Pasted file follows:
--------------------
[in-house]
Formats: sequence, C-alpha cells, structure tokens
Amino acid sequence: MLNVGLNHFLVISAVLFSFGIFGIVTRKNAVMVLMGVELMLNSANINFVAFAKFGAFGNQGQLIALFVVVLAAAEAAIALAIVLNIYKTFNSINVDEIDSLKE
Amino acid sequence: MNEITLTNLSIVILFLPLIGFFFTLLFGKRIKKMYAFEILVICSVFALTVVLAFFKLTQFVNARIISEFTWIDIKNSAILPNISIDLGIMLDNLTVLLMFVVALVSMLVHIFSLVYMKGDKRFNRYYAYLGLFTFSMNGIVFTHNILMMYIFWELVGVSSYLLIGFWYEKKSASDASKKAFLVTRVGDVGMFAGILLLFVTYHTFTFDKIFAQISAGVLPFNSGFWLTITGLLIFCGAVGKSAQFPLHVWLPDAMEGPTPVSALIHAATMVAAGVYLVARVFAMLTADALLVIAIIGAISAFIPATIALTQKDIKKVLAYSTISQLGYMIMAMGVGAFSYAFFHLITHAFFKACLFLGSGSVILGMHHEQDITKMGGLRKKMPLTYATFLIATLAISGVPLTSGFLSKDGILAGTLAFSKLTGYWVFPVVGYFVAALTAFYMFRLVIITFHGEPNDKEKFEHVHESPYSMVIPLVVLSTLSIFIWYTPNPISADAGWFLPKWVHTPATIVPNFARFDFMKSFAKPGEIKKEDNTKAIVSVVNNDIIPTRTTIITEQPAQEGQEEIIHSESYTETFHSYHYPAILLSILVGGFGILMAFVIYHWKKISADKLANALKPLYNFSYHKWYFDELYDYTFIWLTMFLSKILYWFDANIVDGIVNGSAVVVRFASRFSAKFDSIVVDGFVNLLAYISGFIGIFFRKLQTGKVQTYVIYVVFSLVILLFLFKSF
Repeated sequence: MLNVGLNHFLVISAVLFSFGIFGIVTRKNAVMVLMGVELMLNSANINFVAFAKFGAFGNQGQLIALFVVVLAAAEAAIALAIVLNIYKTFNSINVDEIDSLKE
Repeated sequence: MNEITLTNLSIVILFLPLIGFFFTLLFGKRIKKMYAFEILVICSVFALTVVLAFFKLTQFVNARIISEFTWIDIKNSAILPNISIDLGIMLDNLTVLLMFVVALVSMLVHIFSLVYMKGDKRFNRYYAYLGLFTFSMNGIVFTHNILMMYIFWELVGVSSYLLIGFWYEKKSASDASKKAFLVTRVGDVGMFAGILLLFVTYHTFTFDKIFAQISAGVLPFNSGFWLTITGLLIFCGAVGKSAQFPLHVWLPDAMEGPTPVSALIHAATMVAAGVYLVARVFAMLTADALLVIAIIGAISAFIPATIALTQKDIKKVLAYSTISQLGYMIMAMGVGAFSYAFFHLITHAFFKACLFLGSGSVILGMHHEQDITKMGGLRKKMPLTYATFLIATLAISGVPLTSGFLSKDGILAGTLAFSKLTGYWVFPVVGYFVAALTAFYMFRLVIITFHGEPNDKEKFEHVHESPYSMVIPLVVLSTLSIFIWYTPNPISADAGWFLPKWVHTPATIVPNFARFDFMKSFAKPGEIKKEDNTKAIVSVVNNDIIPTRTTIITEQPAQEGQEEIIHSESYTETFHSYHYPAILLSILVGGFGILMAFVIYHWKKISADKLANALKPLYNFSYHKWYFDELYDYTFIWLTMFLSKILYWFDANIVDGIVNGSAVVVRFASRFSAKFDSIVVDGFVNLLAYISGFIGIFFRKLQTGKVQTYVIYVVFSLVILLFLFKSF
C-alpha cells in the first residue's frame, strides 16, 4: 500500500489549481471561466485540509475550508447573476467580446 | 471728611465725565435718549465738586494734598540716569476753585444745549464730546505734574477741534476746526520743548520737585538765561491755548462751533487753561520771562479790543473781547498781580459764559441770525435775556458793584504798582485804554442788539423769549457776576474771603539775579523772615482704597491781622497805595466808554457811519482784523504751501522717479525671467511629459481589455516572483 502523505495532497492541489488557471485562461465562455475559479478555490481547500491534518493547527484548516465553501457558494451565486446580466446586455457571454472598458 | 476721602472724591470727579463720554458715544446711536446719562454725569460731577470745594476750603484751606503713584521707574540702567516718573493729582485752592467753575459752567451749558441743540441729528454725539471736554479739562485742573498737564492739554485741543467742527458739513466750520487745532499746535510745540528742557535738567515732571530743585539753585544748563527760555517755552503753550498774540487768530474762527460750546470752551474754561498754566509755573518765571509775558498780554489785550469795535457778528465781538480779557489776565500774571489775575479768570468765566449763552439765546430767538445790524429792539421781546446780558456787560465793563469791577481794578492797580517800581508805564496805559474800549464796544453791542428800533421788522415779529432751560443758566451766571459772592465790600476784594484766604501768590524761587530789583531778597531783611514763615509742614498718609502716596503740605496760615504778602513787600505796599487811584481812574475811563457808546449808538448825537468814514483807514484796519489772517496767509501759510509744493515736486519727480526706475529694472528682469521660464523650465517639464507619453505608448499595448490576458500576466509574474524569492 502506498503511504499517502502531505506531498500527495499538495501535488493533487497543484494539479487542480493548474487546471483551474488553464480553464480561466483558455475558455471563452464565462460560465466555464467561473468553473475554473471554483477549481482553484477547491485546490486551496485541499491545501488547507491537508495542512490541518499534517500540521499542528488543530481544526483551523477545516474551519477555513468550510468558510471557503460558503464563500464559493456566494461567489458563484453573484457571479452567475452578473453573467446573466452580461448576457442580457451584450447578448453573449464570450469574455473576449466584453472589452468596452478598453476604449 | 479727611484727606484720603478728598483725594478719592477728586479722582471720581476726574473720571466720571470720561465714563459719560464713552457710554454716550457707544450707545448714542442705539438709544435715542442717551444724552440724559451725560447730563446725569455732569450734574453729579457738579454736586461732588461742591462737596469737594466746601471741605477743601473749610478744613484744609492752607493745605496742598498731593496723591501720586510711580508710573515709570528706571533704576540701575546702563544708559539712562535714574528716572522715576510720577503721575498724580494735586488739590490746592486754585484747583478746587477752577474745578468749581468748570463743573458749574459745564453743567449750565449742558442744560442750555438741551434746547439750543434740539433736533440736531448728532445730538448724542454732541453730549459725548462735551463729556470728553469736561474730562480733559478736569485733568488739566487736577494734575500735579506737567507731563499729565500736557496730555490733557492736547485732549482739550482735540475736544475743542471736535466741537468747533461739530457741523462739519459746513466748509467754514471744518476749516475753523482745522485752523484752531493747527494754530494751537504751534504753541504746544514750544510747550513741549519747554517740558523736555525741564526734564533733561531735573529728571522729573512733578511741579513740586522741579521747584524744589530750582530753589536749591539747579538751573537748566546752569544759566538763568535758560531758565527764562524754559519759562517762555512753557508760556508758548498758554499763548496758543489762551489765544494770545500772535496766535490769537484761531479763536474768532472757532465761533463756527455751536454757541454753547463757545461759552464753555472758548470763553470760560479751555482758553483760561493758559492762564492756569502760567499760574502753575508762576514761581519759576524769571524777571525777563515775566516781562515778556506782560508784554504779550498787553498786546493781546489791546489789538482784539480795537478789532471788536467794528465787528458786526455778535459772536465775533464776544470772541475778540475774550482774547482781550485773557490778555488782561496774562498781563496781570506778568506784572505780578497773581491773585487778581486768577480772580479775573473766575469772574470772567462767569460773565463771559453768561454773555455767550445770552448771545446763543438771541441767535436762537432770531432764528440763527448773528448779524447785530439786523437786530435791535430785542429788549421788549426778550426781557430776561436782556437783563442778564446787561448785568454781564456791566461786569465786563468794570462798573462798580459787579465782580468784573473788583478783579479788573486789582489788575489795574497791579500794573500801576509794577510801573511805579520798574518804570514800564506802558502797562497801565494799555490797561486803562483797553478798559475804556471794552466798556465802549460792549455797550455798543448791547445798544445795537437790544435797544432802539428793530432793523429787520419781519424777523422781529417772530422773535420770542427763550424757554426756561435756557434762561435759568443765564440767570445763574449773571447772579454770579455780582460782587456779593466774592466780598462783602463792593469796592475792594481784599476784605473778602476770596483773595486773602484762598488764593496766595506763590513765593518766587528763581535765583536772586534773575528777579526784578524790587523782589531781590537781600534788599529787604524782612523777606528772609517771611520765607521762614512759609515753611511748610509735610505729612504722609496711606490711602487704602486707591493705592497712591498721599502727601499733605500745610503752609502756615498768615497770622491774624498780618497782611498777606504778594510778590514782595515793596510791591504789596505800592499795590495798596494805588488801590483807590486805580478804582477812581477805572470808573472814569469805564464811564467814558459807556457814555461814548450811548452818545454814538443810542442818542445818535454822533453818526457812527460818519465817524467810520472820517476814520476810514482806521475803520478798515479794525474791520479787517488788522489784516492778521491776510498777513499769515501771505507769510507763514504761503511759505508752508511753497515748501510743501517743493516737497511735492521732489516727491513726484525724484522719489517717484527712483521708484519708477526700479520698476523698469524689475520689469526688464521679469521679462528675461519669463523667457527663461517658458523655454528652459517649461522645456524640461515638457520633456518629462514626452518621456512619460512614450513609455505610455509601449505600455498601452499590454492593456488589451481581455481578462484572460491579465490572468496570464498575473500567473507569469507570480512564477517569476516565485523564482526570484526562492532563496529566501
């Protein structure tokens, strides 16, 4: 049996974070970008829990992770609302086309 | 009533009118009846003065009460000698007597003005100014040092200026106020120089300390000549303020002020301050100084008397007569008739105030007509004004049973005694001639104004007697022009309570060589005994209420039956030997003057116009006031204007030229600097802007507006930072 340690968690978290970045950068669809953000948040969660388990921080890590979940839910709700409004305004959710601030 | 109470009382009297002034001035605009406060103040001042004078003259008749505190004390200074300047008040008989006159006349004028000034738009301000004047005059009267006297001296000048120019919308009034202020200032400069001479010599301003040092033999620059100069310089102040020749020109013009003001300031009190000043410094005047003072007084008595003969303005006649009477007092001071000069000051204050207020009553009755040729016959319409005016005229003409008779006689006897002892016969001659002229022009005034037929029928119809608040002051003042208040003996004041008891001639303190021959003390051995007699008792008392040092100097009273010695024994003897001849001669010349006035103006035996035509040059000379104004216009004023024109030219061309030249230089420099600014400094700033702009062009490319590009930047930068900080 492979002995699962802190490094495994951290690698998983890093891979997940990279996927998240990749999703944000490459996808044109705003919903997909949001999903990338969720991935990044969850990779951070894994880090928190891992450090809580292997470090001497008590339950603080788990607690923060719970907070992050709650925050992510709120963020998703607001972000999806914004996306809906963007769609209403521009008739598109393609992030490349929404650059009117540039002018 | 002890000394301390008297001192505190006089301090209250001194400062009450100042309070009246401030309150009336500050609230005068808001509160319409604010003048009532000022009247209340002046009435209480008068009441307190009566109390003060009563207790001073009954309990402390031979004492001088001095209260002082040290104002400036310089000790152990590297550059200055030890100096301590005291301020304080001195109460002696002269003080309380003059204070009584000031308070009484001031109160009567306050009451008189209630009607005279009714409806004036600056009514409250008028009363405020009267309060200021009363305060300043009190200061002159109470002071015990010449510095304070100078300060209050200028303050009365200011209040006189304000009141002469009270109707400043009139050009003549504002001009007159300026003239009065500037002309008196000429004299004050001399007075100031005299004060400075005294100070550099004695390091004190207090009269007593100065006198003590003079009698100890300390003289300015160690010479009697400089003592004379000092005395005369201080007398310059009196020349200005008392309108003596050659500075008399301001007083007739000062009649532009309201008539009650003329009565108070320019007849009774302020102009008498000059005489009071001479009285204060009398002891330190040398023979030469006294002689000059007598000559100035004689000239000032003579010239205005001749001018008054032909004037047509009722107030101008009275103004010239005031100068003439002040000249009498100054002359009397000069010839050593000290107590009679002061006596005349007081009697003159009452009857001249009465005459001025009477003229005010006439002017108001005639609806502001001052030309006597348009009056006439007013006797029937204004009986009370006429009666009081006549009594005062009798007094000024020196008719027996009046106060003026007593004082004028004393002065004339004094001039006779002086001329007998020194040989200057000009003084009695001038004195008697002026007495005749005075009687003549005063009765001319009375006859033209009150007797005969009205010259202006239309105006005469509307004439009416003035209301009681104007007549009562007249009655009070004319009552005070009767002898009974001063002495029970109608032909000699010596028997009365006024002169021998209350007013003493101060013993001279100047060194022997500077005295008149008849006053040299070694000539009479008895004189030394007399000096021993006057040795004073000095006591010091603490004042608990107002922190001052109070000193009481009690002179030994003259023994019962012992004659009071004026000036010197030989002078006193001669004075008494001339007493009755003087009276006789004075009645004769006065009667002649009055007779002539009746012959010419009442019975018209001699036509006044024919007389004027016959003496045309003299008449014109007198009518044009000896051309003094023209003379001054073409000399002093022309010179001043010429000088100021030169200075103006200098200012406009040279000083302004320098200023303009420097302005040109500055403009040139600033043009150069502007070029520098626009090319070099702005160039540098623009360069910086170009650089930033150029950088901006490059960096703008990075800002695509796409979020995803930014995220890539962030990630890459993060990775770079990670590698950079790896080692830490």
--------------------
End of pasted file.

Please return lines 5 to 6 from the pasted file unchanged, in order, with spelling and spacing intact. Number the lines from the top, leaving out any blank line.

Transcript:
Repeated sequence: MLNVGLNHFLVISAVLFSFGIFGIVTRKNAVMVLMGVELMLNSANINFVAFAKFGAFGNQGQLIALFVVVLAAAEAAIALAIVLNIYKTFNSINVDEIDSLKE
Repeated sequence: MNEITLTNLSIVILFLPLIGFFFTLLFGKRIKKMYAFEILVICSVFALTVVLAFFKLTQFVNARIISEFTWIDIKNSAILPNISIDLGIMLDNLTVLLMFVVALVSMLVHIFSLVYMKGDKRFNRYYAYLGLFTFSMNGIVFTHNILMMYIFWELVGVSSYLLIGFWYEKKSASDASKKAFLVTRVGDVGMFAGILLLFVTYHTFTFDKIFAQISAGVLPFNSGFWLTITGLLIFCGAVGKSAQFPLHVWLPDAMEGPTPVSALIHAATMVAAGVYLVARVFAMLTADALLVIAIIGAISAFIPATIALTQKDIKKVLAYSTISQLGYMIMAMGVGAFSYAFFHLITHAFFKACLFLGSGSVILGMHHEQDITKMGGLRKKMPLTYATFLIATLAISGVPLTSGFLSKDGILAGTLAFSKLTGYWVFPVVGYFVAALTAFYMFRLVIITFHGEPNDKEKFEHVHESPYSMVIPLVVLSTLSIFIWYTPNPISADAGWFLPKWVHTPATIVPNFARFDFMKSFAKPGEIKKEDNTKAIVSVVNNDIIPTRTTIITEQPAQEGQEEIIHSESYTETFHSYHYPAILLSILVGGFGILMAFVIYHWKKISADKLANALKPLYNFSYHKWYFDELYDYTFIWLTMFLSKILYWFDANIVDGIVNGSAVVVRFASRFSAKFDSIVVDGFVNLLAYISGFIGIFFRKLQTGKVQTYVIYVVFSLVILLFLFKSF